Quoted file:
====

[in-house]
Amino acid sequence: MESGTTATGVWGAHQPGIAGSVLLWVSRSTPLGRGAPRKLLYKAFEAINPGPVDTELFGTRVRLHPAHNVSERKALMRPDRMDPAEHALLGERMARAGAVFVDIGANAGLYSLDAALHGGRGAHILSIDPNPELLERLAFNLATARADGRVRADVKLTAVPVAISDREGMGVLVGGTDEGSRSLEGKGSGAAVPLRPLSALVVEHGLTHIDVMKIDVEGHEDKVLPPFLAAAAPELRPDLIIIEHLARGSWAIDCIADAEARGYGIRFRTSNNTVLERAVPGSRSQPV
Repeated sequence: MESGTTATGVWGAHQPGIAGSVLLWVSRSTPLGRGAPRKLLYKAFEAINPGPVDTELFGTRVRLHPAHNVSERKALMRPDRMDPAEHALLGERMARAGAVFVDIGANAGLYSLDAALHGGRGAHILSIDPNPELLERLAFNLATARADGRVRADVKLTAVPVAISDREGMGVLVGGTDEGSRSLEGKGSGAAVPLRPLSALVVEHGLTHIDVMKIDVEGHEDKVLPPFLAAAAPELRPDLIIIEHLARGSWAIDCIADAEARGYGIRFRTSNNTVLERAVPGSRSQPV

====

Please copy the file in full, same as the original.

[in-house]
Amino acid sequence: MESGTTATGVWGAHQPGIAGSVLLWVSRSTPLGRGAPRKLLYKAFEAINPGPVDTELFGTRVRLHPAHNVSERKALMRPDRMDPAEHALLGERMARAGAVFVDIGANAGLYSLDAALHGGRGAHILSIDPNPELLERLAFNLATARADGRVRADVKLTAVPVAISDREGMGVLVGGTDEGSRSLEGKGSGAAVPLRPLSALVVEHGLTHIDVMKIDVEGHEDKVLPPFLAAAAPELRPDLIIIEHLARGSWAIDCIADAEARGYGIRFRTSNNTVLERAVPGSRSQPV
Repeated sequence: MESGTTATGVWGAHQPGIAGSVLLWVSRSTPLGRGAPRKLLYKAFEAINPGPVDTELFGTRVRLHPAHNVSERKALMRPDRMDPAEHALLGERMARAGAVFVDIGANAGLYSLDAALHGGRGAHILSIDPNPELLERLAFNLATARADGRVRADVKLTAVPVAISDREGMGVLVGGTDEGSRSLEGKGSGAAVPLRPLSALVVEHGLTHIDVMKIDVEGHEDKVLPPFLAAAAPELRPDLIIIEHLARGSWAIDCIADAEARGYGIRFRTSNNTVLERAVPGSRSQPV